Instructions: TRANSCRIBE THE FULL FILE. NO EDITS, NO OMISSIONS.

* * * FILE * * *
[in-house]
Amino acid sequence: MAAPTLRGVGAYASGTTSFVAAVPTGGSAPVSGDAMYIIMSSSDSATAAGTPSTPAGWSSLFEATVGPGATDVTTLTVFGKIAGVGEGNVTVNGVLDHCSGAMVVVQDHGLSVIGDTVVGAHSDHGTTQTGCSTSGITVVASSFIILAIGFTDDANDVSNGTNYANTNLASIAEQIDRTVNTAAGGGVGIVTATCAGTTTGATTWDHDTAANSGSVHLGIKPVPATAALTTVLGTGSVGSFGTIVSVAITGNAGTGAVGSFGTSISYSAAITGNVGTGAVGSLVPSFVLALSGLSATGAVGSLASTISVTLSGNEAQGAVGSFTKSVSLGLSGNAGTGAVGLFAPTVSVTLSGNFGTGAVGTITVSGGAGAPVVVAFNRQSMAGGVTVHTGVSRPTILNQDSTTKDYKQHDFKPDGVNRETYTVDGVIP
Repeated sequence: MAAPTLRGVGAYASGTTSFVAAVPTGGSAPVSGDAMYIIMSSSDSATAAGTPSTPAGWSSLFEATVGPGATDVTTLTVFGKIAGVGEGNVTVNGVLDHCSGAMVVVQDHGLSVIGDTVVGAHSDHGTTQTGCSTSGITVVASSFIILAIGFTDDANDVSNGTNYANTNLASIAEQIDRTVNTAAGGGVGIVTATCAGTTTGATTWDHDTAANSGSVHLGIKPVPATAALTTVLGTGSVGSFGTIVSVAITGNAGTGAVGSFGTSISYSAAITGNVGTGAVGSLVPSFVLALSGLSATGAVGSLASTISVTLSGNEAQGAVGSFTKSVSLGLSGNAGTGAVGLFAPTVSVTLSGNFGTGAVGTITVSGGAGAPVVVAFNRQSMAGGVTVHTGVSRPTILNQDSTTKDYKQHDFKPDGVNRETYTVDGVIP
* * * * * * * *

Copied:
[in-house]
Amino acid sequence: MAAPTLRGVGAYASGTTSFVAAVPTGGSAPVSGDAMYIIMSSSDSATAAGTPSTPAGWSSLFEATVGPGATDVTTLTVFGKIAGVGEGNVTVNGVLDHCSGAMVVVQDHGLSVIGDTVVGAHSDHGTTQTGCSTSGITVVASSFIILAIGFTDDANDVSNGTNYANTNLASIAEQIDRTVNTAAGGGVGIVTATCAGTTTGATTWDHDTAANSGSVHLGIKPVPATAALTTVLGTGSVGSFGTIVSVAITGNAGTGAVGSFGTSISYSAAITGNVGTGAVGSLVPSFVLALSGLSATGAVGSLASTISVTLSGNEAQGAVGSFTKSVSLGLSGNAGTGAVGLFAPTVSVTLSGNFGTGAVGTITVSGGAGAPVVVAFNRQSMAGGVTVHTGVSRPTILNQDSTTKDYKQHDFKPDGVNRETYTVDGVIP
Repeated sequence: MAAPTLRGVGAYASGTTSFVAAVPTGGSAPVSGDAMYIIMSSSDSATAAGTPSTPAGWSSLFEATVGPGATDVTTLTVFGKIAGVGEGNVTVNGVLDHCSGAMVVVQDHGLSVIGDTVVGAHSDHGTTQTGCSTSGITVVASSFIILAIGFTDDANDVSNGTNYANTNLASIAEQIDRTVNTAAGGGVGIVTATCAGTTTGATTWDHDTAANSGSVHLGIKPVPATAALTTVLGTGSVGSFGTIVSVAITGNAGTGAVGSFGTSISYSAAITGNVGTGAVGSLVPSFVLALSGLSATGAVGSLASTISVTLSGNEAQGAVGSFTKSVSLGLSGNAGTGAVGLFAPTVSVTLSGNFGTGAVGTITVSGGAGAPVVVAFNRQSMAGGVTVHTGVSRPTILNQDSTTKDYKQHDFKPDGVNRETYTVDGVIP